Some of the most insightful — and now most celebrated — studies of such major social issues as minimum wages and immigration have seized on naturally occurring events. Pioneering efforts by three economists to study the effects of real-life economic events that mimic controlled laboratory investigations have won the Nobel Memorial Prize in Economic Sciences.
David Card of the University of California, Berkeley will receive half of the prize of 10 million Swedish kronor (or half of about $1.14 million). The other half will be split by Joshua Angrist of MIT and Guido Imbens of Stanford University. The Royal Swedish Academy of Sciences announced the prize October 11.
Research by the Nobel Prize winners was instrumental in the development during the 1990s of what are known as natural experiments. These investigations rely on naturally occurring differences between groups or populations that either do or don’t experience specific conditions. In this way, social scientists can study, say, how differences in income affect physical health or how immigration influences employment rates.
Natural experiments are especially important because investigators of key social questions, such as whether pollution slows children’s mental development or whether strong public institutions promote economic growth, often can’t assign people at random to treatment and control conditions. It would be unethical, impractical or both.
“The Nobel winners developed techniques that replicate the idea of truly scientific experiments like you would use to test a vaccine, except [the experiments] occurred in the real world,” says economist Phillip Levine of Wellesley College in Massachusetts. These methods “were at the forefront of a ‘credibility revolution’ in economics” that made the field relevant and understandable to the public, he adds. Levine was a Princeton University graduate student with Angrist, and Card was his thesis adviser.
Natural experiments in economics are related to another influential line of research that examines ways to counteract poverty’s harmful effects using field experiments, work that won the 2019 economics Nobel (SN: 10/14/19).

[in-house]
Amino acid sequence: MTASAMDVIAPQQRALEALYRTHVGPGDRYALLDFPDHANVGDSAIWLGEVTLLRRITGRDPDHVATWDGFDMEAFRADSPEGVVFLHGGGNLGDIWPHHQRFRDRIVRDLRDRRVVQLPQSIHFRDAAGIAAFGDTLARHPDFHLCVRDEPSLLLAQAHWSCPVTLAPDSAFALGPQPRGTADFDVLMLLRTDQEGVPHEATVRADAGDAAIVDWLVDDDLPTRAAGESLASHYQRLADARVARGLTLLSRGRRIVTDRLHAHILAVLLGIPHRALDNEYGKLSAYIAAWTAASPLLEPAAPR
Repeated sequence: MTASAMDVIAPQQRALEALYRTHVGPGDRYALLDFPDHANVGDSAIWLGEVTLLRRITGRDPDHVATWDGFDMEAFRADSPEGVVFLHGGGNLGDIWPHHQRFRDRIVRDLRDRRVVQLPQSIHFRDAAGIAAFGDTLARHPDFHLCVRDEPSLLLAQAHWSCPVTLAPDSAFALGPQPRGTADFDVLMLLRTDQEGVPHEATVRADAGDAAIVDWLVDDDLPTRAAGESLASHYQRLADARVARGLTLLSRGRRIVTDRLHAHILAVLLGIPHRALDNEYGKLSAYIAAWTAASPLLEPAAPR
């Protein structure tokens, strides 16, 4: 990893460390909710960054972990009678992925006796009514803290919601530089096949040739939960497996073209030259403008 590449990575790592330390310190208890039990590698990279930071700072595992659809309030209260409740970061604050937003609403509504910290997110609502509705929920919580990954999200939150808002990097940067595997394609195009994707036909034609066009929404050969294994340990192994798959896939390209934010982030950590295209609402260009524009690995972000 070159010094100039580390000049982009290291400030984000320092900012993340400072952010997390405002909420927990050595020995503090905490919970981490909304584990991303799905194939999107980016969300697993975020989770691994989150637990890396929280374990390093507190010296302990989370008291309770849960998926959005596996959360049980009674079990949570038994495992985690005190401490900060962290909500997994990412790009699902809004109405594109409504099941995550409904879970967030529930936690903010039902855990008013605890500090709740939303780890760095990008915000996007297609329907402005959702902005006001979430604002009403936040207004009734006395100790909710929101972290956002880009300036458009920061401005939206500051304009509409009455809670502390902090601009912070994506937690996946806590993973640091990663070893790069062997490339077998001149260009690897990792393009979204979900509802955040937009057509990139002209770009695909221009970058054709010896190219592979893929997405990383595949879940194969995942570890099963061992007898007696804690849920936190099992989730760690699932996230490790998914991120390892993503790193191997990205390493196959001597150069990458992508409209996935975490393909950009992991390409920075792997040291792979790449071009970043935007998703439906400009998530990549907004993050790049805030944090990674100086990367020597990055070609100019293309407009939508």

In a key 1994 paper, Card and the late Princeton economist Alan Krueger challenged conventional wisdom in economics that increases in the minimum wage reduce employment. Card and Krueger surveyed fast-food restaurants in New Jersey and a neighboring section of eastern Pennsylvania before and after a minimum wage hike that was instituted only in the Garden State. Full-time employment slightly increased in New Jersey following wage increases, while it declined in Pennsylvania where wages stayed the same.
Further research addressed the complexities of how the minimum wage interacts with employment rates, but it was clear after Card and Krueger’s report that a simple cause-and-effect relationship didn’t exist.
Card also conducted a natural experiment indicating that a huge influx of Cuban refugees to Miami in 1980 did not result in reduced wages and employment for Miami residents with low education levels. That work led Card and others to further explore how new immigration influences the economic standing of native-born citizens and earlier immigrants.
Angrist and Imbens expanded on such work by devising steps to determine under what conditions a natural experiment, such as being given an opportunity to leave school at age 16, affects later outcomes, such as annual income. For instance, the researchers’ method estimated the effect on later income of an additional year of education, which they put at about 9 percent lower for each year lost after age 16, but only for people who chose to leave school early. The estimate excluded earnings histories of individuals who had planned to go to college all along because those people never considered leaving school early.
Card, Angrist and Imbens “have promoted a type of scholarly investigation that is of practical use outside academic journals,” says economist Melissa Kearney of the University of Maryland in College Park, who has studied and worked with both Card and Angrist. The Nobel Prize winners’ research equipped social scientists with “tools to credibly draw causal conclusions about empirical relationships.”